Now you can see how our modern imagination might work, but tradition tells us that those seven stars formed a mighty hunter called Orion, the most brilliant of the constellations and visible from every inhabited part of the Earth. Two stars mark his shoulders, two more his knees and three his belt.

All agree that he was the mightiest hunter in the world and he is always pictured in the stars with his club upraised in his right hand. Hanging from his upraised left hand is the skin of a great lion he has killed and which he is brandishing in the face of Taurus, the Bull, who is charging down upon him.

The Heavenly Manger
The legendary French astronomer Nicolas Camille Flammarion (1842-1925) referred to the three belt stars of Orion as “The Three Kings.” And if we were to consider these three stars as representing the Magi, then not too far away, to the east, within the faint zodiacal constellation of Cancer, is the star cluster known as Preasepe, the Manger.

A manger is defined as a trough or open box in which feed for horses or cattle is placed. But the Book of St. Luke also tells us that the baby Jesus, wrapped in swaddling clothes was set down in a manger because there was no room at the Inn. In our current Christmas week evening sky, Preasepe represents the manger where Christ was born.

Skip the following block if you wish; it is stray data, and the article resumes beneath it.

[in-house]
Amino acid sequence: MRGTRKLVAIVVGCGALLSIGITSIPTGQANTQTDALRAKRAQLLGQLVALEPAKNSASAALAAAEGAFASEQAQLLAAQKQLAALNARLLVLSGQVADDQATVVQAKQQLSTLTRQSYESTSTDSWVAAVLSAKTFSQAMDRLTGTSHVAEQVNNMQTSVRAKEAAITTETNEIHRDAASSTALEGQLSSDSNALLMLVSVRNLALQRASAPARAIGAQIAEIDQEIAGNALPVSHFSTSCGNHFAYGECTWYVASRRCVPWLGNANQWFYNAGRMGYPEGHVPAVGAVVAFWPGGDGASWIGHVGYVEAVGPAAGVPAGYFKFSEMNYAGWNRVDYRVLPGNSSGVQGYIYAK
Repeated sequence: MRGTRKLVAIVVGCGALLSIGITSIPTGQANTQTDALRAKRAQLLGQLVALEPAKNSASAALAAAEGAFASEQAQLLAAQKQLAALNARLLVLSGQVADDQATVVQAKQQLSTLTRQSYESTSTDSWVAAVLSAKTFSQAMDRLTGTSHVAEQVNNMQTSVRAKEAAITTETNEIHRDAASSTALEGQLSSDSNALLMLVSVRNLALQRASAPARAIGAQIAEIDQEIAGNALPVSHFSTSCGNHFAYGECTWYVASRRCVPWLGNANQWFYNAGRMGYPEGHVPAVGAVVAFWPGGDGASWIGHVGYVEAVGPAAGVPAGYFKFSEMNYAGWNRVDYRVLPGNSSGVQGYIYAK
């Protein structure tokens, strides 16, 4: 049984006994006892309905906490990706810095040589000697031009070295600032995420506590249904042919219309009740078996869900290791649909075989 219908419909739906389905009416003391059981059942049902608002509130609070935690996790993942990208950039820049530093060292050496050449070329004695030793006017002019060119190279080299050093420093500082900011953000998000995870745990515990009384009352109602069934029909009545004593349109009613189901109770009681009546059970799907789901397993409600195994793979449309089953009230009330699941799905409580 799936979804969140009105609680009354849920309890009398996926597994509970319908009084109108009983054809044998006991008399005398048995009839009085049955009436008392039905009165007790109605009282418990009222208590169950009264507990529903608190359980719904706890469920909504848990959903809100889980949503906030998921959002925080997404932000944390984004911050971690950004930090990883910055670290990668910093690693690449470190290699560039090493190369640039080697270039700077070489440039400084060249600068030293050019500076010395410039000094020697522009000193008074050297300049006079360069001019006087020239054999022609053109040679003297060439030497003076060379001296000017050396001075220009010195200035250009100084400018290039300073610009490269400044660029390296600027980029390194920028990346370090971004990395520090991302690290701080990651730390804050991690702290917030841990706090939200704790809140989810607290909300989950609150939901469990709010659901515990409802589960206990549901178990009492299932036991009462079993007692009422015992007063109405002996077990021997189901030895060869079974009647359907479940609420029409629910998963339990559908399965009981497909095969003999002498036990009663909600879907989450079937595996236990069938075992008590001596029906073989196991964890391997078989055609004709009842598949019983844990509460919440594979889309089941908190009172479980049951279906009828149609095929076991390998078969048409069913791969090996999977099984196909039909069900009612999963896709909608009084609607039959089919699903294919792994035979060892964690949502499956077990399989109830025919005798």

In the sky, the constellation of Cancer is practically an empty space in the sky, positioned between the Twin Stars (Pollux and Castor) of Gemini and the Sickle of Leo. It’s completely devoid of any bright stars and would probably not even be considered a constellation at all were not for the fact that there had to be a sign of the Zodiac between Gemini and Leo.

In the middle of Cancer are two stars called the Aselli (“donkeys”) that are feeding from the manger; Asselus Borealis and Asselus Australis bracket Preasepe to the north and south, respectively. To the unaided eye the manger appears as a soft, fuzzy patch or dim glow. But in good binoculars and low-power telescopes, it is a beautiful object to behold, appearing to contain a splattering of several dozen stars. Using his crude telescope, Galileo wrote in 1610 of seeing Preasepe not as one fuzzy star, but as “… a mass of more than 40 small stars.”